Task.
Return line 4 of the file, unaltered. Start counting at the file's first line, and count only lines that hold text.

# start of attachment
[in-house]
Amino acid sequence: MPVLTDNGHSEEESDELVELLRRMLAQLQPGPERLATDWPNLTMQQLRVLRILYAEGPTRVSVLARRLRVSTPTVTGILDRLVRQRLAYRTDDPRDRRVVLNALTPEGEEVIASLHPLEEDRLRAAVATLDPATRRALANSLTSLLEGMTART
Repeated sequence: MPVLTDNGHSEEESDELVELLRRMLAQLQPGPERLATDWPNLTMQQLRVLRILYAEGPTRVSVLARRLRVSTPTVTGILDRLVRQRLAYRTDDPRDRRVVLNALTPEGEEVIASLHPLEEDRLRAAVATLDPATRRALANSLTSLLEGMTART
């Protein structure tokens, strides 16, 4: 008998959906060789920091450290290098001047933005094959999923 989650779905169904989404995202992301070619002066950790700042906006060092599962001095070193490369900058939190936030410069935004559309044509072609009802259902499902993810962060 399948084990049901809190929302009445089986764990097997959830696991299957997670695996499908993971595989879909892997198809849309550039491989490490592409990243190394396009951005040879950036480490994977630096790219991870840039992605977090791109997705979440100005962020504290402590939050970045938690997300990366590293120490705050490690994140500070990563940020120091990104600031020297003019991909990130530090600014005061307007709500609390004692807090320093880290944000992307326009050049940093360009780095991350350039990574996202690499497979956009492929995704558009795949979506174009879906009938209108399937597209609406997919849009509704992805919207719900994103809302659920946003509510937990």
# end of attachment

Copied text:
């Protein structure tokens, strides 16, 4: 008998959906060789920091450290290098001047933005094959999923 989650779905169904989404995202992301070619002066950790700042906006060092599962001095070193490369900058939190936030410069935004559309044509072609009802259902499902993810962060 399948084990049901809190929302009445089986764990097997959830696991299957997670695996499908993971595989879909892997198809849309550039491989490490592409990243190394396009951005040879950036480490994977630096790219991870840039992605977090791109997705979440100005962020504290402590939050970045938690997300990366590293120490705050490690994140500070990563940020120091990104600031020297003019991909990130530090600014005061307007709500609390004692807090320093880290944000992307326009050049940093360009780095991350350039990574996202690499497979956009492929995704558009795949979506174009879906009938209108399937597209609406997919849009509704992805919207719900994103809302659920946003509510937990």